“After that, he or she has to go for the Lloyd’s Register certification test for welders, a globally recognised certification that open doors to virtually any pipeline welding job in the world,” said Roszida.
However, this is not the end of the story if one wants a piece of action in the oil and gas industry, as each client has their own specific tests to assess candidate suitability.
“Following certification from Lloyd’s Register, there is the client’s test, which takes place after a two-day course at the client’s facility,” said Roszida, who added that Veta Malaysia worked with SapuraKencana Petroleum Bhd, a leading Malaysian integrated oil and gas services and solutions provider with a highly skilled multinational workforce of over 13,000 people in more than 20 countries, for job placements.
In this regard, the ministry is proud of three young women who proved their mettle in a class full of males, with all three of them securing jobs as welders with SapuraKencana even before officially receiving their vocational diplomas this August.
They are Nurul Fatin Atikah Mohd Zuljabar, Siti Sarah Mohd Samsuri and Siti Nur Syamiza Azua Ahmad, all of them 20, and who joined the KV after Form Three.
The third among nine children in her family, Siti Nur Syamiza, who hails from Kuala Berang, Terengganu, is the only one who took on vocational studies so far. Her interest in welding came about as her father is a full-time welder involved in fibreglass boat construction.
For Siti Sarah, welding suited her character. “I was offered culinary studies when I applied, but I wasn’t interested as I was after the tougher and more challenging fields. So I chose welding,” said Siti Sarah, who acknowledged that working in the oil and gas industry is a high-risk job.
“If the opportunity comes for me to learn underwater welding, I will give it a try. So far, I have only been welding on land-based sites, and have yet to work offshore,” said the second child among four siblings who also wanted to prove her elder brother wrong.
“He also learned welding in the vocational secondary school, but stopped halfway as he did not think he will get anywhere. I showed him otherwise, and my younger brother is also in KV,” she said.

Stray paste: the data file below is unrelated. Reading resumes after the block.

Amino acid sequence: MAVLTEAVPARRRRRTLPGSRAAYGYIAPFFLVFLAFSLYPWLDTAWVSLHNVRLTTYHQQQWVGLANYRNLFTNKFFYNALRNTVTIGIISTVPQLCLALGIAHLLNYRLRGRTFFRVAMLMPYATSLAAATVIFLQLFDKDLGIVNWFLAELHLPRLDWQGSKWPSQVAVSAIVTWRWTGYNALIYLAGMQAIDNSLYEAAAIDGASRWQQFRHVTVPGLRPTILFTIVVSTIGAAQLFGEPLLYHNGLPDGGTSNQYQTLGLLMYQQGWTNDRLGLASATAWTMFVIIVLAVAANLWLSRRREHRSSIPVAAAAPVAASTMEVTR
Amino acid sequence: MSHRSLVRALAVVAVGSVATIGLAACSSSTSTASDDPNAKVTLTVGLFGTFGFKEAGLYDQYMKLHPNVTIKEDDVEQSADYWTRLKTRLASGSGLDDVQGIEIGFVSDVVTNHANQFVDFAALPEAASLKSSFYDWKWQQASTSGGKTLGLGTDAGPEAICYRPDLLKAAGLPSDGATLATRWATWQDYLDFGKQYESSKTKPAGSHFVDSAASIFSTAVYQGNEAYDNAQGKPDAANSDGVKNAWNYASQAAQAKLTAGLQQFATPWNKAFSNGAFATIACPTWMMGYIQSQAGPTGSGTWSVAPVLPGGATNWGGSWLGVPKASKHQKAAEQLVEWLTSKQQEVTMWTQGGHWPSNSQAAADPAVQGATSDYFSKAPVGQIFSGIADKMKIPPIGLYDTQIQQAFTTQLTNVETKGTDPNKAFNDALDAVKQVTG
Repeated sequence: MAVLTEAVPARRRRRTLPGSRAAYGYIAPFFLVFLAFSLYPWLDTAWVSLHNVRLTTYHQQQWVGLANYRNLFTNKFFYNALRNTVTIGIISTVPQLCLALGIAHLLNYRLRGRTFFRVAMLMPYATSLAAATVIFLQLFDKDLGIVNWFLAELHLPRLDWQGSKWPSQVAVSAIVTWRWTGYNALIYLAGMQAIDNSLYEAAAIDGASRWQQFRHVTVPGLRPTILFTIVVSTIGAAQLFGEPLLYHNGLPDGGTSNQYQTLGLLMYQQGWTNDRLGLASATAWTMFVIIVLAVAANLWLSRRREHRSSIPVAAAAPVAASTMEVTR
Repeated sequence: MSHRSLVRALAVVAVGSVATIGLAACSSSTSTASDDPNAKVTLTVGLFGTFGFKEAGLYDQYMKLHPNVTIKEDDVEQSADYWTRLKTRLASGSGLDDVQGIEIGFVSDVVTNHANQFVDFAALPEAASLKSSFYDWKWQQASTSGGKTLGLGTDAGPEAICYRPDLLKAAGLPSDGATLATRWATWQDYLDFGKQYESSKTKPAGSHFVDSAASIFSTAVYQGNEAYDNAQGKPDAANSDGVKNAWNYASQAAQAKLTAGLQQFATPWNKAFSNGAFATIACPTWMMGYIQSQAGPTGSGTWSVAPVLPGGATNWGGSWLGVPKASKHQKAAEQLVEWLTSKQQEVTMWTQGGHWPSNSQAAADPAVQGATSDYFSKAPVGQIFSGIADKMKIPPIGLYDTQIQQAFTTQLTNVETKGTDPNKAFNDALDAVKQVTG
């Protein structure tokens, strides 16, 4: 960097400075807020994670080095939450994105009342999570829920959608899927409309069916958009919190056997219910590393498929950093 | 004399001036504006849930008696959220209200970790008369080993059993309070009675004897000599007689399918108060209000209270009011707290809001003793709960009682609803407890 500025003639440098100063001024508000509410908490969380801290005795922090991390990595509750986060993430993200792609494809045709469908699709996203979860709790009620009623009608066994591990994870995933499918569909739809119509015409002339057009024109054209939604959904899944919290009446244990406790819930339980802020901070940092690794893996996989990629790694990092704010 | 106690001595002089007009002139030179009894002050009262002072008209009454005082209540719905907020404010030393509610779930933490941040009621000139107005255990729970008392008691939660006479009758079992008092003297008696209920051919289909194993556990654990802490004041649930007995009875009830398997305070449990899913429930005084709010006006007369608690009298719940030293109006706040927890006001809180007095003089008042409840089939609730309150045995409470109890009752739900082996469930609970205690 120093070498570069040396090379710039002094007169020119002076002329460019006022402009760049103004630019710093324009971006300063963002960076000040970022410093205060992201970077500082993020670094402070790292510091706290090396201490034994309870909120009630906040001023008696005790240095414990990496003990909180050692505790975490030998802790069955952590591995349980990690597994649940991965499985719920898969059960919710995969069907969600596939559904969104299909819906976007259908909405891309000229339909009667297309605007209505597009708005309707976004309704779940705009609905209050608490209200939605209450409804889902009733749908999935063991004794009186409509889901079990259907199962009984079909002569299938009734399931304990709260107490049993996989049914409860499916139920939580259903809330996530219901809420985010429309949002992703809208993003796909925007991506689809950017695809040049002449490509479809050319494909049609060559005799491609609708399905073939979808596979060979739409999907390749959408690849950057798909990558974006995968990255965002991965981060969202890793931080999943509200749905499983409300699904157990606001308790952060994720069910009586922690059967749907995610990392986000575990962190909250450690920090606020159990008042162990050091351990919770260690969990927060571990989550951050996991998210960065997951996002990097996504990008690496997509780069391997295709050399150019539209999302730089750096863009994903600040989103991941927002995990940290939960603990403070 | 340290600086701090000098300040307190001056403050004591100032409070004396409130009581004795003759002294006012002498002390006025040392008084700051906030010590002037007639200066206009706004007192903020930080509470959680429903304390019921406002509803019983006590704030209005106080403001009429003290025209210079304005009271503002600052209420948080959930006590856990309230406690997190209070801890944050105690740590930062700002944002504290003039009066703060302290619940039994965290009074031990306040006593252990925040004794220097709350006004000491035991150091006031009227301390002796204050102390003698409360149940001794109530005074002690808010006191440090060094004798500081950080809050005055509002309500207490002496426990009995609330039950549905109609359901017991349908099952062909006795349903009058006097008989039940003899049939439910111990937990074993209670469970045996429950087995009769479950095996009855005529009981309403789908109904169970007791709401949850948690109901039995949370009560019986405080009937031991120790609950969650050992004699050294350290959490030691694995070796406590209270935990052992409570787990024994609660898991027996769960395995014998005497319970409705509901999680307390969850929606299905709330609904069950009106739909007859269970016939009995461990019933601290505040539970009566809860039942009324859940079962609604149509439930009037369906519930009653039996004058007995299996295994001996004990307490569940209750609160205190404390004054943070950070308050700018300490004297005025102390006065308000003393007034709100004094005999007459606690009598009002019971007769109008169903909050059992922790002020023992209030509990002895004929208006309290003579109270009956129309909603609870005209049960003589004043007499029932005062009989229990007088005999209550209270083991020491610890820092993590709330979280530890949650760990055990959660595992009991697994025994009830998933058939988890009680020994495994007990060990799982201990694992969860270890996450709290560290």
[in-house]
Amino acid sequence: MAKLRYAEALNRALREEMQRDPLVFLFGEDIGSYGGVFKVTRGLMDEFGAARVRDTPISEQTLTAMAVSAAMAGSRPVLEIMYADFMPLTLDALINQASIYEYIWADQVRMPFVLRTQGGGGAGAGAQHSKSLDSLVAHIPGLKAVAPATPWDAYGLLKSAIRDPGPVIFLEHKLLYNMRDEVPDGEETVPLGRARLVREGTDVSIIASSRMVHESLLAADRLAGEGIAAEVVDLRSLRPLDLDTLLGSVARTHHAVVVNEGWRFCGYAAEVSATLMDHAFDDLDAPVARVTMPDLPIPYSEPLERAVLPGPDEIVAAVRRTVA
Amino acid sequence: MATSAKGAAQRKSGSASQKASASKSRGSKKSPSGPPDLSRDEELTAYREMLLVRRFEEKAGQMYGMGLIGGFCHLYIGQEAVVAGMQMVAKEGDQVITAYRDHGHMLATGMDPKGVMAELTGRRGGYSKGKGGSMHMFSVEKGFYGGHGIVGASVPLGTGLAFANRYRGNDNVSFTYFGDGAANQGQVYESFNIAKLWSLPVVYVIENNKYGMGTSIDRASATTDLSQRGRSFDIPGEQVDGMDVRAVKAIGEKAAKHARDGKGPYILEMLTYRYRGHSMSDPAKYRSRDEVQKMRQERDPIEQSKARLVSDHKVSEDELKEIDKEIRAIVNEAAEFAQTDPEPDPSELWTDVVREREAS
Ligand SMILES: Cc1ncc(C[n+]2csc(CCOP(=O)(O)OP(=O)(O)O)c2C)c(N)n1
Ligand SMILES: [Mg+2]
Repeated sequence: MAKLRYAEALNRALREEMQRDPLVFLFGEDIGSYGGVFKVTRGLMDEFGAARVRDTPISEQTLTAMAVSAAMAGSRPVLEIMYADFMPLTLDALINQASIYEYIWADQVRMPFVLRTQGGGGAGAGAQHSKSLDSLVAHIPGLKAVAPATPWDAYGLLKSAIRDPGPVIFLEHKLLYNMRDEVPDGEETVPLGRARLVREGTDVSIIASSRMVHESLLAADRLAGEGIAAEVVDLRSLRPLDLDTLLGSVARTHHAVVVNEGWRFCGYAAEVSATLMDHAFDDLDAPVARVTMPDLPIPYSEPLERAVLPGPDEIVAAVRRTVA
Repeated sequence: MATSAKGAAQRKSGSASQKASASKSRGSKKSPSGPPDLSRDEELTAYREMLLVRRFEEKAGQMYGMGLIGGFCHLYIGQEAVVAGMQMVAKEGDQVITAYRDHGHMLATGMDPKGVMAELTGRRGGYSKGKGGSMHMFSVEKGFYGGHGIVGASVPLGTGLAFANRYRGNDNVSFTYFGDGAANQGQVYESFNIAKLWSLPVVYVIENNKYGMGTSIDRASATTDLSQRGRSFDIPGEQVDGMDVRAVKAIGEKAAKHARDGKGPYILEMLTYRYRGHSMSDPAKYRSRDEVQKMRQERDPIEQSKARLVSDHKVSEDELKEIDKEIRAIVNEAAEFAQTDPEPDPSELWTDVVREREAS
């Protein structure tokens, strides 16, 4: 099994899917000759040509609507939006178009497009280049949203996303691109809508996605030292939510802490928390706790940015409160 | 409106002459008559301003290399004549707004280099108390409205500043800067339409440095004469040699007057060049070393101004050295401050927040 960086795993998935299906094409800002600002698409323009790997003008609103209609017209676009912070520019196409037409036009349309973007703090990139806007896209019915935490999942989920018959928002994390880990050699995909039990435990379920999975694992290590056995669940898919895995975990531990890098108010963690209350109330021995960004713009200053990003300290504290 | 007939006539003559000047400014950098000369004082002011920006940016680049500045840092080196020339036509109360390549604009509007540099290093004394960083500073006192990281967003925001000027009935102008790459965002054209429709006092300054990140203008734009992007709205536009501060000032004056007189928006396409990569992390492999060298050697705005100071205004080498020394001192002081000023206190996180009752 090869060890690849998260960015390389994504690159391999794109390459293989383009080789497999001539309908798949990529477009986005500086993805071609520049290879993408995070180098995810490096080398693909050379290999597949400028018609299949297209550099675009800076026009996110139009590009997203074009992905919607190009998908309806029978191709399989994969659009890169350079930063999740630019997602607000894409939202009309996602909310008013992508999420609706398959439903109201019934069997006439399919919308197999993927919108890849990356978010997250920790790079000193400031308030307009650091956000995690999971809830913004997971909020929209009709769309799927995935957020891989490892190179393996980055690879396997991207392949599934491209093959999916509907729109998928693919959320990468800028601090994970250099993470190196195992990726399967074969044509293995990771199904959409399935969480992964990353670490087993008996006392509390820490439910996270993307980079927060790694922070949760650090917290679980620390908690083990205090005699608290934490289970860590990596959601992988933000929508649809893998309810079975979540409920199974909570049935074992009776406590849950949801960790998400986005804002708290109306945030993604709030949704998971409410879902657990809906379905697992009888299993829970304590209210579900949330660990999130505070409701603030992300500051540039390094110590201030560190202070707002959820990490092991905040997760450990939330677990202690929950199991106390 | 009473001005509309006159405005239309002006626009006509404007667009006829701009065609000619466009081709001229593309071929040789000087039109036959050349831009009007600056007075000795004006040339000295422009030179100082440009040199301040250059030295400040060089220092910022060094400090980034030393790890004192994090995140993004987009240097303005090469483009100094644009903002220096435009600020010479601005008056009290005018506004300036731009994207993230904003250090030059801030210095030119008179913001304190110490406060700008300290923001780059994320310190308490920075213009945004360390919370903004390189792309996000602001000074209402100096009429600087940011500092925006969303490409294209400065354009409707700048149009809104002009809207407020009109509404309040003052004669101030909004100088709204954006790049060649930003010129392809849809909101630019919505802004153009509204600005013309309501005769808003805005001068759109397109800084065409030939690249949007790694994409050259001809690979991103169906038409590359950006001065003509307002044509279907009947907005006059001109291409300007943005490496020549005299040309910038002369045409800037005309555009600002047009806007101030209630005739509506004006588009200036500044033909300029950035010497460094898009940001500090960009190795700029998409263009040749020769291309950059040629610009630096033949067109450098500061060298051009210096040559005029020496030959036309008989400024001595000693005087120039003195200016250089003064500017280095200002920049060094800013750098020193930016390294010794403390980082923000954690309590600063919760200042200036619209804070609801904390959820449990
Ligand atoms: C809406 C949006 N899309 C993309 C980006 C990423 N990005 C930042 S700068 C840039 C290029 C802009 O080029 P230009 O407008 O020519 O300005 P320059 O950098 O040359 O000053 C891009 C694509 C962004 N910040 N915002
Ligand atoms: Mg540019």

“I was just told that my former students can now easily earn RM3,500 a month, excluding overtime, in an industry with a base pay of RM12 per hour,” said Che Noorliati Said, director of KV Sungai Petani 1, where Siti Sarah and Nurul Fatin Atikah studied.
In fact, 45 of the 64 welding technology students at KV Sungai Petani 1 have received job offers already. Nurul Fatin Atikah is the daugher of a retired soldier who learned welding as part of preparations for him to re-enter civilian life.
“I did help him out from time to time, and my interest in welding grew from there. After Form Three, I applied to KV to study welding technology,” she said, adding that her male colleagues have generally been helpful so far.
“I am still learning from seniors and veterans. For every joint I make, I ask for feedback from the foreman and older welders. In my one month there, some already say females can weld even better than some guys, and that is one of the encouraging things I take to heart.
“I also exchange tips with father, from where I learned some things. And I believe that my father gained something from me,” said the second child among five siblings
Lest anyone be mistaken, the KV is not a factory that churns out tradesman and craftsmen like a “degree mill”.
“A student needs four years of studies (to get a diploma), followed by four months of on-the-job (OTJ) training. which is compulsory. It is a precondition for obtaining the Diploma Vokasional Malaysia (DVM) at all vocational colleges,” said Zainuren, who revealed that every year, the ministry receives over 100,000 applications for its KV, which can only take in about 25,000 to study programmes ranging from culinary skills to fashion to automotive repairs.
“If I have my way, I would be showcasing different vocational success stories each month. For the moment, we all can see that welding is indeed doing well.”
Sumber: The Star Online